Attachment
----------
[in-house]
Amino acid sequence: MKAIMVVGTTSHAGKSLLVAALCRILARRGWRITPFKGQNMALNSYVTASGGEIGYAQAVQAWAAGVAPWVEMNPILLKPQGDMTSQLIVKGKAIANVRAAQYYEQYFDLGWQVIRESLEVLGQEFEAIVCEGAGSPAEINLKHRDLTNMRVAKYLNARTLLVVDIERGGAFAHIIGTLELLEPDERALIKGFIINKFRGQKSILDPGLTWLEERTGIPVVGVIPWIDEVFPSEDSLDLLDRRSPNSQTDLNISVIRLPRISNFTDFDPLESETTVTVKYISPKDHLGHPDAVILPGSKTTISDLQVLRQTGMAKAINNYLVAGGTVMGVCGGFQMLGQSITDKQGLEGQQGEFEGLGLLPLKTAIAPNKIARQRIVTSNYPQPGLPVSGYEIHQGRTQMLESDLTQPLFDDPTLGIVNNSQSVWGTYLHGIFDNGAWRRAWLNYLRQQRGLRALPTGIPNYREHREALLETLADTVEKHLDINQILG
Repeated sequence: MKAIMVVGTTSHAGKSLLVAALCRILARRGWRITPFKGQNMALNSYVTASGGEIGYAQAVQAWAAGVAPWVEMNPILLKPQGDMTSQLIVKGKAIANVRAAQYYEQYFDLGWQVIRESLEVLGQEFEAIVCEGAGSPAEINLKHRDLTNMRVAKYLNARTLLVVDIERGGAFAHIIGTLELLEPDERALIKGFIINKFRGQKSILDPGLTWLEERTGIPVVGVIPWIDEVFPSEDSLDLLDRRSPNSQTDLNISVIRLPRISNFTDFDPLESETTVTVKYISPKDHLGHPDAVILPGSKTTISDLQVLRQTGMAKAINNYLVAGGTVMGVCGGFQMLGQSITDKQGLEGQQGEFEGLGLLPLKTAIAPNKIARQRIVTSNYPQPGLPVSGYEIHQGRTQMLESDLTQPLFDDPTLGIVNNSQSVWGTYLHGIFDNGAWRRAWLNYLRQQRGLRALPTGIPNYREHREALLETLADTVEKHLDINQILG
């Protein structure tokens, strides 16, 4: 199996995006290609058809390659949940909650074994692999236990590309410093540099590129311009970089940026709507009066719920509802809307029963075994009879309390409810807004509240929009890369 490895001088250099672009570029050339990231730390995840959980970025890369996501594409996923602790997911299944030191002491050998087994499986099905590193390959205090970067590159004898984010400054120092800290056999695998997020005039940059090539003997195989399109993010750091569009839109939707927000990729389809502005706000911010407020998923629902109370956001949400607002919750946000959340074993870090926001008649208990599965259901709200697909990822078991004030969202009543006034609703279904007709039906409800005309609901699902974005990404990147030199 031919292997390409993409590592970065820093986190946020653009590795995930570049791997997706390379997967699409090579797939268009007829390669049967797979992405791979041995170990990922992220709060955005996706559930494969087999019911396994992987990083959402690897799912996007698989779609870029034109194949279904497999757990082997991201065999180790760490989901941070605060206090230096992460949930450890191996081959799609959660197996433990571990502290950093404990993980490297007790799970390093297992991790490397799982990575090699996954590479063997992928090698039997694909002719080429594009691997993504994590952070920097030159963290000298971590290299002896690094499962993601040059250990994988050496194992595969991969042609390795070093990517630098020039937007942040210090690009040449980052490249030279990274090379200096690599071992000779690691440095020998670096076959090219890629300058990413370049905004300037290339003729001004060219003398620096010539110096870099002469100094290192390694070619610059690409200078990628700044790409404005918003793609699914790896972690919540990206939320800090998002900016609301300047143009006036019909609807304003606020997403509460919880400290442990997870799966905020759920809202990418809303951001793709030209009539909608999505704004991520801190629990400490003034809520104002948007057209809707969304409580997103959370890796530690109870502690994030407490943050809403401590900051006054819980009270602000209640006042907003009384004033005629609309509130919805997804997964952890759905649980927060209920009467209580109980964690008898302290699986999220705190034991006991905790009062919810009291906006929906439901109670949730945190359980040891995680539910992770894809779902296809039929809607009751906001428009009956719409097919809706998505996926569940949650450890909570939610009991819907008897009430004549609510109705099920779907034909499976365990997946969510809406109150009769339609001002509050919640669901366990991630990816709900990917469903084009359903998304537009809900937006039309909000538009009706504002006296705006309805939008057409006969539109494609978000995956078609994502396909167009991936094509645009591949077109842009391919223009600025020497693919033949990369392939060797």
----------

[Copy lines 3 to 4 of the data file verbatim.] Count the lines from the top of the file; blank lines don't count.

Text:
Repeated sequence: MKAIMVVGTTSHAGKSLLVAALCRILARRGWRITPFKGQNMALNSYVTASGGEIGYAQAVQAWAAGVAPWVEMNPILLKPQGDMTSQLIVKGKAIANVRAAQYYEQYFDLGWQVIRESLEVLGQEFEAIVCEGAGSPAEINLKHRDLTNMRVAKYLNARTLLVVDIERGGAFAHIIGTLELLEPDERALIKGFIINKFRGQKSILDPGLTWLEERTGIPVVGVIPWIDEVFPSEDSLDLLDRRSPNSQTDLNISVIRLPRISNFTDFDPLESETTVTVKYISPKDHLGHPDAVILPGSKTTISDLQVLRQTGMAKAINNYLVAGGTVMGVCGGFQMLGQSITDKQGLEGQQGEFEGLGLLPLKTAIAPNKIARQRIVTSNYPQPGLPVSGYEIHQGRTQMLESDLTQPLFDDPTLGIVNNSQSVWGTYLHGIFDNGAWRRAWLNYLRQQRGLRALPTGIPNYREHREALLETLADTVEKHLDINQILG
């Protein structure tokens, strides 16, 4: 199996995006290609058809390659949940909650074994692999236990590309410093540099590129311009970089940026709507009066719920509802809307029963075994009879309390409810807004509240929009890369 490895001088250099672009570029050339990231730390995840959980970025890369996501594409996923602790997911299944030191002491050998087994499986099905590193390959205090970067590159004898984010400054120092800290056999695998997020005039940059090539003997195989399109993010750091569009839109939707927000990729389809502005706000911010407020998923629902109370956001949400607002919750946000959340074993870090926001008649208990599965259901709200697909990822078991004030969202009543006034609703279904007709039906409800005309609901699902974005990404990147030199 031919292997390409993409590592970065820093986190946020653009590795995930570049791997997706390379997967699409090579797939268009007829390669049967797979992405791979041995170990990922992220709060955005996706559930494969087999019911396994992987990083959402690897799912996007698989779609870029034109194949279904497999757990082997991201065999180790760490989901941070605060206090230096992460949930450890191996081959799609959660197996433990571990502290950093404990993980490297007790799970390093297992991790490397799982990575090699996954590479063997992928090698039997694909002719080429594009691997993504994590952070920097030159963290000298971590290299002896690094499962993601040059250990994988050496194992595969991969042609390795070093990517630098020039937007942040210090690009040449980052490249030279990274090379200096690599071992000779690691440095020998670096076959090219890629300058990413370049905004300037290339003729001004060219003398620096010539110096870099002469100094290192390694070619610059690409200078990628700044790409404005918003793609699914790896972690919540990206939320800090998002900016609301300047143009006036019909609807304003606020997403509460919880400290442990997870799966905020759920809202990418809303951001793709030209009539909608999505704004991520801190629990400490003034809520104002948007057209809707969304409580997103959370890796530690109870502690994030407490943050809403401590900051006054819980009270602000209640006042907003009384004033005629609309509130919805997804997964952890759905649980927060209920009467209580109980964690008898302290699986999220705190034991006991905790009062919810009291906006929906439901109670949730945190359980040891995680539910992770894809779902296809039929809607009751906001428009009956719409097919809706998505996926569940949650450890909570939610009991819907008897009430004549609510109705099920779907034909499976365990997946969510809406109150009769339609001002509050919640669901366990991630990816709900990917469903084009359903998304537009809900937006039309909000538009009706504002006296705006309805939008057409006969539109494609978000995956078609994502396909167009991936094509645009591949077109842009391919223009600025020497693919033949990369392939060797």